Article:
L.A. Council Approves ‘Clean Streets’ Plan

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The Los Angeles City Council approved a $5 million “Clean Streets” plan Tuesday for sprucing up alleys, sidewalks and other public areas citywide, and devoting at least one day a month to tackling problem areas in each council district.

The city Bureau of Sanitation was given a $5 million budget this year to step up its cleaning services. The department has long picked up abandoned bulky items and trash through an appointment system, in which residents call a hotline or use the city’s 311 cellphone app to schedule service.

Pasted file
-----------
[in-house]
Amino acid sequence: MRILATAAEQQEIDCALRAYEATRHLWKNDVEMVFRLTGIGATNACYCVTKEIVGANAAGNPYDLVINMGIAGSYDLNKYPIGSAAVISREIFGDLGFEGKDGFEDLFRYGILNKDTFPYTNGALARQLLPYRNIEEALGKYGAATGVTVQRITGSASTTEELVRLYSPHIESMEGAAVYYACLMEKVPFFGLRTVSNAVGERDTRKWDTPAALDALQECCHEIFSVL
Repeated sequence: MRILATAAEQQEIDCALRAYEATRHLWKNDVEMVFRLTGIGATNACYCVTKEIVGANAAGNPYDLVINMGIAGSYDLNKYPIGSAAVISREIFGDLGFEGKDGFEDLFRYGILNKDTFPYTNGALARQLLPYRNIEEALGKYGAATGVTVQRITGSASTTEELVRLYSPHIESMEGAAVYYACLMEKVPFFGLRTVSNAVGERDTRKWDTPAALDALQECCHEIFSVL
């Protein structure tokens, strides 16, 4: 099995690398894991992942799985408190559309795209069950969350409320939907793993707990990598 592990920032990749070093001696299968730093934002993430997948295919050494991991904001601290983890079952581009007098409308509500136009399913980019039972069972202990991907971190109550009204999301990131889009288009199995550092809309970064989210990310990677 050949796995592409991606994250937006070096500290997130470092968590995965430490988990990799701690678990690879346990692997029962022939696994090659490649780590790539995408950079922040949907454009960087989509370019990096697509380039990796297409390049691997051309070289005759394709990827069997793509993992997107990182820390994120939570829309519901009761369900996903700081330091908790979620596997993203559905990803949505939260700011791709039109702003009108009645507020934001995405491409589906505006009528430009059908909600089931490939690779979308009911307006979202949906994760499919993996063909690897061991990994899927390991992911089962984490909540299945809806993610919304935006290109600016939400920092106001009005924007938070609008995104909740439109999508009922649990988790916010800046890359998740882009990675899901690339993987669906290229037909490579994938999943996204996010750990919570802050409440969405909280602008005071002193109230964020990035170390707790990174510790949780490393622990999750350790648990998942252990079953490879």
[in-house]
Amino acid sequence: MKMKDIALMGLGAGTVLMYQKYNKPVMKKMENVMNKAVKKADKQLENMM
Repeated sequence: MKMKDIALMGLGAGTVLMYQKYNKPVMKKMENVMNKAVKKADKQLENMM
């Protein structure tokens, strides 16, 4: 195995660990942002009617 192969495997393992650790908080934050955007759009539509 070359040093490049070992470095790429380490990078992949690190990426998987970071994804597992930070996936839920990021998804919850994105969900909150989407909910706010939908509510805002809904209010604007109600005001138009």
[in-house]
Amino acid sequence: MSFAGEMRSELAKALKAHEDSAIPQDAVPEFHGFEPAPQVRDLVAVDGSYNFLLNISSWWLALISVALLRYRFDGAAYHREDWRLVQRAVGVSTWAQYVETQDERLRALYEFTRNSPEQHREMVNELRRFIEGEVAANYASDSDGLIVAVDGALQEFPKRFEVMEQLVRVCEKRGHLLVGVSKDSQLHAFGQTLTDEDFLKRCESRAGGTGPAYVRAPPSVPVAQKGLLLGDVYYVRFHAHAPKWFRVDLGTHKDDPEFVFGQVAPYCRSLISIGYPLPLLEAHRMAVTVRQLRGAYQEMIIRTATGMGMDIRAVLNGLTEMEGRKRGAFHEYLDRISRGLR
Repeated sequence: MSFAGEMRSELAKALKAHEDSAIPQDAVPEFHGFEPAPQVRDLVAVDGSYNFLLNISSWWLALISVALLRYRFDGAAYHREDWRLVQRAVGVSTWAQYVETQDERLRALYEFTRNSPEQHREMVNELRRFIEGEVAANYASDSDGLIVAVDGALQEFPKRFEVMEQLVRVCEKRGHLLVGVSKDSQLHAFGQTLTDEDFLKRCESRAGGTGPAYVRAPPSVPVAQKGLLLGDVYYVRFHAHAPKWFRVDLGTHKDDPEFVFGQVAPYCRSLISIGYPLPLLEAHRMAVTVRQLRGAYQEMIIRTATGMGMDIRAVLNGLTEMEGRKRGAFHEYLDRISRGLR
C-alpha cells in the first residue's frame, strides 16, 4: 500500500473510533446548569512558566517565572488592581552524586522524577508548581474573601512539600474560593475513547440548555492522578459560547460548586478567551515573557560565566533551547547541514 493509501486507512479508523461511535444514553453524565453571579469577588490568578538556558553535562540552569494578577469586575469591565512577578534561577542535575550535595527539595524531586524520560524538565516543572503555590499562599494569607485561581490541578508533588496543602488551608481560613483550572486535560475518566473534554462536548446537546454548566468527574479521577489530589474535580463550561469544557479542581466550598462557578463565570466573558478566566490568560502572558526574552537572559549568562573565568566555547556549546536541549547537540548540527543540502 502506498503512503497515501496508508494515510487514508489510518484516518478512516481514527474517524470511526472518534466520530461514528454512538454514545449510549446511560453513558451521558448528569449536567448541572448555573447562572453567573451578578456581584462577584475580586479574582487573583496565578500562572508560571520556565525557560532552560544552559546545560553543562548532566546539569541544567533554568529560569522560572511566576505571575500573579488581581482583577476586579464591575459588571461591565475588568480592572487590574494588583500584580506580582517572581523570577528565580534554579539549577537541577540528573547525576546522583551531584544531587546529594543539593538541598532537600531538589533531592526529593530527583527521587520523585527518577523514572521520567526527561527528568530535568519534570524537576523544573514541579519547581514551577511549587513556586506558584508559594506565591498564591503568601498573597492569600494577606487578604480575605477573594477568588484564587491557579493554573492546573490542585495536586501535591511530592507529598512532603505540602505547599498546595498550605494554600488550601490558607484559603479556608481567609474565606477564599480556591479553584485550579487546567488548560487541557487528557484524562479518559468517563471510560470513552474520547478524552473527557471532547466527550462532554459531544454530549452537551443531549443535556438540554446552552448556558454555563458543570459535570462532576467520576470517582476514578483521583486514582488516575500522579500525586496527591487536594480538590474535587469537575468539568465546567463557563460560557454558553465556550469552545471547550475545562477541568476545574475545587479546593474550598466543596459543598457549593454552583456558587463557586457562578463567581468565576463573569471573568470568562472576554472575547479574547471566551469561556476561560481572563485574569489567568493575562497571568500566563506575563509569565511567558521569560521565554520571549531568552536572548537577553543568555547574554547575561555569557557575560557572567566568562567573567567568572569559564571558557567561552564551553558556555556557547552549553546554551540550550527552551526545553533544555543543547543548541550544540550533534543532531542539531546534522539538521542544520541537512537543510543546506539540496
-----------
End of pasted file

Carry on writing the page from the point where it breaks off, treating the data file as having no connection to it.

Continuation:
A pair of city sanitation crews will work a total of 40 hours each month to pick-up trash. Each of the 15 City Council district offices will decide what areas will receive the clean-up each month, while the remaining 25 days will be used for “impacted” areas such as Skid Row.

City sanitation staff and council offices will coordinate clean-up schedules using a shared Google Doc spreadsheet. Council offices will also get statistics in real-time on the status of clean-ups, how much trash was collected and other data.

The program grew out of a $1 million “Keep it Clean” pilot in the 1st Council District represented by Councilman Gil Cedillo. The program resulted in 1,000 tons of solid waste being removed from the district, which includes Glassell Park, Highland Park, Elysian Park, Westlake, Chinatown, Lincoln Heights and MacArthur Park.

The program is in addition to the $3.7 million that was budgeted this year to clean up the Skid Row area in downtown Los Angeles and $500,000 for clean-up efforts in Venice.

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